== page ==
Over 500 people in need served Christmas dinner at RDS
Knights of St Columbanus organise 93rd annual dinner as well as goodie bags
Around 300 volunteers helped serve Christmas dinners and deliver food to those in need for the 93rd Annual Knights of St Columbanus Christmas Day dinner in Dublin today.
Gerald Harbinson, Supreme Knight of the Knights of St Columbanus since October, attended the dinner for the first time today.
“I’m just overwhelmed, to be honest with you, about the organisation, about meeting people and hearing some very, very sad stories.”
The organisers are prepared for 500 guests at the Royal Dublin Society (RDS), but will also be sending out 3,500 meals and 3,000 goody bags to the homes of the poor and homeless around Dublin.
The goody bags include food, toiletries, soft drinks and household goods.
Around 300 volunteers helped pack the goody bags, serve dinner and help with the overall organisation of the event.
Maria Donoghue, a volunteer who has been involved in the event for two years now, said it was something she always wanted to do.
“I suppose it’s a crisis that we have at the minute, and it’s nice to give back to society,” she said.
Aine McGoldrick from Omagh Co Tyrone was volunteering for the second year today.
“Very, very moving experience and very wonderful to experience the generosity and the goodwill of so many people to make Christmas day a special day for those who otherwise wouldn’t have a Christmas day,” she said.
‘Inside you’re broken’
One attendee, who wished to remain anonymous, said he had hoped things would have changed for him this year.
The man, who has been homeless for 12 years, said:
“The hardest thing about this time of year is being alone. I find that the hardest. . . You’re looking at everybody else going around happy go lucky. You try to keep a happy go lucky image, but inside you’re broken,” he said.
Towards the end of 2016, he said he had been very suicidal and tried to seek help but wasn’t very successful.
Despite “all the talk” about mental health, he said not much is actually being done about it.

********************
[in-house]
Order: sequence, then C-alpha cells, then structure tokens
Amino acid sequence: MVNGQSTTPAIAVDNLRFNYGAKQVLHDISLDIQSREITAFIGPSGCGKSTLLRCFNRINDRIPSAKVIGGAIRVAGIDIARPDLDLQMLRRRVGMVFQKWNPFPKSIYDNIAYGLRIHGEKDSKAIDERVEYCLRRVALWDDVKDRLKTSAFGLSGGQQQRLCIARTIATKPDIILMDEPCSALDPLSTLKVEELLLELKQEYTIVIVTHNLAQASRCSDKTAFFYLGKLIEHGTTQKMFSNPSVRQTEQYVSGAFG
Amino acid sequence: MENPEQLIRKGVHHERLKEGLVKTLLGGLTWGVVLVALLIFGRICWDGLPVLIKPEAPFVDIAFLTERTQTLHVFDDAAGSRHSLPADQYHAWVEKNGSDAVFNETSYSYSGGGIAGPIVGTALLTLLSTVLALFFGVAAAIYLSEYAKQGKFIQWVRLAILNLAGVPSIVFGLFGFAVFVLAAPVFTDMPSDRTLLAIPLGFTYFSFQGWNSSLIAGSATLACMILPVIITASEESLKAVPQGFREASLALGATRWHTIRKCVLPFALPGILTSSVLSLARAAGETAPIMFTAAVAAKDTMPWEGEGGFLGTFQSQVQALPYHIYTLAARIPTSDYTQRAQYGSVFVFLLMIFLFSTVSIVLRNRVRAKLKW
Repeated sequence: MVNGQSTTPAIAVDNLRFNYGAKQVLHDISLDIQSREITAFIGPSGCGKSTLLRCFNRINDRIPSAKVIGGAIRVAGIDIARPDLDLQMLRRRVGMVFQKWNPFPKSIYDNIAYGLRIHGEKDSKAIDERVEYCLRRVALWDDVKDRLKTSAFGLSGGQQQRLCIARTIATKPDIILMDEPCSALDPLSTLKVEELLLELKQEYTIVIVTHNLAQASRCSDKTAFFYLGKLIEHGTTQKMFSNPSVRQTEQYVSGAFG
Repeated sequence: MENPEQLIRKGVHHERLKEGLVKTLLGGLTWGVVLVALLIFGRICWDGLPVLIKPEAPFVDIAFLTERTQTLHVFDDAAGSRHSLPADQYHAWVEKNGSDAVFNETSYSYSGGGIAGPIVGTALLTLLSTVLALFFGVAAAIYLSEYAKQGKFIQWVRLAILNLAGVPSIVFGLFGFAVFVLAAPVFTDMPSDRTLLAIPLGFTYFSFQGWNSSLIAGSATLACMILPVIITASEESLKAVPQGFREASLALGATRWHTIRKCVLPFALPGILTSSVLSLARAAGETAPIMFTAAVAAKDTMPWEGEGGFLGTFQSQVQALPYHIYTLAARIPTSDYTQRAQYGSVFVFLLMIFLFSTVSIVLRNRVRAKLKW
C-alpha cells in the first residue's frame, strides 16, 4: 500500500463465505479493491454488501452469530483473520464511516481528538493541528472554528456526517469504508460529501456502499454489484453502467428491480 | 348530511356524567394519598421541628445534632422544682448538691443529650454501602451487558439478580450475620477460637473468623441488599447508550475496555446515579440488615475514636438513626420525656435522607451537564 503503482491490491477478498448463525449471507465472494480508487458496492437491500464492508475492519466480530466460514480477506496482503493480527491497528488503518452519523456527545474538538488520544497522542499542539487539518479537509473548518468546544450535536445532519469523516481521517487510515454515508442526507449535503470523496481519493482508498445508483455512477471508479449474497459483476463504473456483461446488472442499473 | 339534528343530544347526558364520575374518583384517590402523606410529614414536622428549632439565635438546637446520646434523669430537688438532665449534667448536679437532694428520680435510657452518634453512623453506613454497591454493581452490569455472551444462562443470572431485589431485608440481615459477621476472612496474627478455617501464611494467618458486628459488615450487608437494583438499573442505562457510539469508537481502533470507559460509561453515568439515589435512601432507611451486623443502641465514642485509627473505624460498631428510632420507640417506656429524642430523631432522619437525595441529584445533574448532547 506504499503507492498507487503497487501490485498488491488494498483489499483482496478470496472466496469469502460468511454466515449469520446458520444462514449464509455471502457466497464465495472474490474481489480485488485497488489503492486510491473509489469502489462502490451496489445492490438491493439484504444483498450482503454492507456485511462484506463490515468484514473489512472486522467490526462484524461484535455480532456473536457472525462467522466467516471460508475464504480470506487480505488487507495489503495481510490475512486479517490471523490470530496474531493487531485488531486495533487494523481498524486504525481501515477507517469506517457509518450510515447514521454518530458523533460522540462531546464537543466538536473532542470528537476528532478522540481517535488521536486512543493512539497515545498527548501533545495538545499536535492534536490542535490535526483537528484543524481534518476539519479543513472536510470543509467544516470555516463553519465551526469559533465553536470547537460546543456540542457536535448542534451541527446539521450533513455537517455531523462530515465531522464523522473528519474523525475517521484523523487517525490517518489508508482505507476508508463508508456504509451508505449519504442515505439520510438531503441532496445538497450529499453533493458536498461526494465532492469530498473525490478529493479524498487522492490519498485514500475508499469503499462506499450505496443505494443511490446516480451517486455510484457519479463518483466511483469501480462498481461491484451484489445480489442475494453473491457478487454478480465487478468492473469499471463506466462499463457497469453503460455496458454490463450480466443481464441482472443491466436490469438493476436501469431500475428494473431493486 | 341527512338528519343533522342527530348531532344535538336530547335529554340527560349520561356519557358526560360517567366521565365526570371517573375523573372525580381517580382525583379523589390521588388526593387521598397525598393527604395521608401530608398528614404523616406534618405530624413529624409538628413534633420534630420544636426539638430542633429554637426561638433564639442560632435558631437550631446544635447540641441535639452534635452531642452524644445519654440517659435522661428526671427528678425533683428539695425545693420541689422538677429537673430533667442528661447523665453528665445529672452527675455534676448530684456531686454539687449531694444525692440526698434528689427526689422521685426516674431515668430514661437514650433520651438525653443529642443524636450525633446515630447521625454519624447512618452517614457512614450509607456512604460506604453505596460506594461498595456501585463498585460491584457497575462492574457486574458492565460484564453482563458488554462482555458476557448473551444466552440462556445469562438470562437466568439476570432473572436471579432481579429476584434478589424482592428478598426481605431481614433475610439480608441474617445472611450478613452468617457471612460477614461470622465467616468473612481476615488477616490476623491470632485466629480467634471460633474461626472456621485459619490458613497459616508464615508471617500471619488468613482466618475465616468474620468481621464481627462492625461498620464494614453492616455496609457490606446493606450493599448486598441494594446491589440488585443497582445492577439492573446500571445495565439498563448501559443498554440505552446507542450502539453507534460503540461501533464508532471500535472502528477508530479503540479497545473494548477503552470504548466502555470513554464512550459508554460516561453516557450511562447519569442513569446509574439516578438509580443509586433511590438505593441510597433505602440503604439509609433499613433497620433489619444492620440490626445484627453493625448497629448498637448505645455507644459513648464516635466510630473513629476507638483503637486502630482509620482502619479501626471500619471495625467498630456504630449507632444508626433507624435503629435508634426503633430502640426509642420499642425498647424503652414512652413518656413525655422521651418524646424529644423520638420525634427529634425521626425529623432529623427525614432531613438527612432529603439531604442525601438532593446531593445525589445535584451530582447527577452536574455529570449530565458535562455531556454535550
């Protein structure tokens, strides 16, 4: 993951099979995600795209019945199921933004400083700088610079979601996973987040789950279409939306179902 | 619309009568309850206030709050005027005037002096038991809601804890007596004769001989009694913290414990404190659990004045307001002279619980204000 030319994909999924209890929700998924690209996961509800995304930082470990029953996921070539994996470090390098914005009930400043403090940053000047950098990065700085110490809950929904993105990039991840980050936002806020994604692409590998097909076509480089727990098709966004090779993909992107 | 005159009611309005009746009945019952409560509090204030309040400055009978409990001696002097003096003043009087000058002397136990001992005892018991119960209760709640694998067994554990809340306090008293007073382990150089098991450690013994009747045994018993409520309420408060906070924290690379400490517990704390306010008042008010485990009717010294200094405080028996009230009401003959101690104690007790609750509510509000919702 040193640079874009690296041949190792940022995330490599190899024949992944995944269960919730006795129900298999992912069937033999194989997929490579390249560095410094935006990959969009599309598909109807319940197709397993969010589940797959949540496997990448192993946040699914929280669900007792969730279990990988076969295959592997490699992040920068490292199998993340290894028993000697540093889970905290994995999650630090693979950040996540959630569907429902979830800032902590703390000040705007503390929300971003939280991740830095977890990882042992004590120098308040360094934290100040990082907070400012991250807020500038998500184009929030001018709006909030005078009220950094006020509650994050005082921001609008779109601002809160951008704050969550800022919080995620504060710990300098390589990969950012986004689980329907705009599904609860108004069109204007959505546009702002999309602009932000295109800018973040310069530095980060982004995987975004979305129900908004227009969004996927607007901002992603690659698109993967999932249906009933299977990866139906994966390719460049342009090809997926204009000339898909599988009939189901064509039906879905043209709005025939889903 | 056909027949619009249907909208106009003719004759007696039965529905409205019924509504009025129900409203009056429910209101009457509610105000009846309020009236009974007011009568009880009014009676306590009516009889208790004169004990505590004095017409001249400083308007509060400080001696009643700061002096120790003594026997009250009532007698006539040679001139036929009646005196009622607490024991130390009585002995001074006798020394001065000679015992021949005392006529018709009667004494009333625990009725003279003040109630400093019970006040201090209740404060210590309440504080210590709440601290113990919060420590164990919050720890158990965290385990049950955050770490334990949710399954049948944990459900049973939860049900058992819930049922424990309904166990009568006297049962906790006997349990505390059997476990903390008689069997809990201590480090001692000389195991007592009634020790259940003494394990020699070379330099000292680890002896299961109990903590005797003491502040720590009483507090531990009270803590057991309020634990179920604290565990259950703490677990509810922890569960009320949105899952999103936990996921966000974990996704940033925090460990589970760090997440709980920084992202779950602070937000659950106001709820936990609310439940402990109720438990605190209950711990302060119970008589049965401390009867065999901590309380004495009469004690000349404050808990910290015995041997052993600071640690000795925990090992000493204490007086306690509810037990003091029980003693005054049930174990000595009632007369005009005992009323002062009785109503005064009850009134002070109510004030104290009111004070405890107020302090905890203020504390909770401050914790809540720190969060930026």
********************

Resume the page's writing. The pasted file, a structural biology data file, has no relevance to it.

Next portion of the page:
“But people think suicide is a chicken’s way out, get into the position and see what it’s actually like. It’s a thin line. . . It’s like marriage, love and hate; it’s a very thin line.”
He said he tries to see the bright side of life when possible, even though it’s “not easy”.
“Those times when I have got suicidal feelings, I tried to just find that little, little flicker of light that’s there. It hasn’t always been there. And if it weren’t for other people, I wouldn’t have pulled through,” he said.
He has two daughters who he has not seen “for a long time.”
“Needless to say to you, I miss them. So much,” he said.
“I mean, today I feel very lonely,” he said, pausing as tears gathered in his eyes, “but that’s what it is.”
Sister Julie Doran, a member of Christmas Day Dinner committee, has been helping out for 12 years. She’s responsible for meeting and greeting all the guests.
“The whole effort of volunteers and guests, and the whole raport and that people are so focused on doing something worthwhile on Christmas day” is her favourite part of the event.
Tom Nolan, member of the Knights of St Colombanus’ Christmas Day dinner committee, said the Catholic organisation was set up about 100 years ago, and are spread up all around the country, but are “quite strong up in the North.”
Mr Nolan has been involved in the Christmas Day Dinner for 25 years, when it had started at the Mansion House. But around 10 years ago, they moved the event to the RDS as the Mansion House had become too small.
The contents of the goody bags are donated by a network of grocery shops the Knights have contact with. They each donate what they can.
On the day, around 500 guests were provided with a three-course meal of soup, traditional Christmas dinner, Christmas pudding, mild refreshments and entertainment. Free transport was also provided to and from the RDS.
The event, also attended by Archbishop of Dublin Diarmuid Martin, has been organised by the lay Catholic organisation every year since 1924 and it continues to see a significant increase in demand every year.
The Knights of St Columbanus is a Catholic organisation that started in 1915 in Belfast.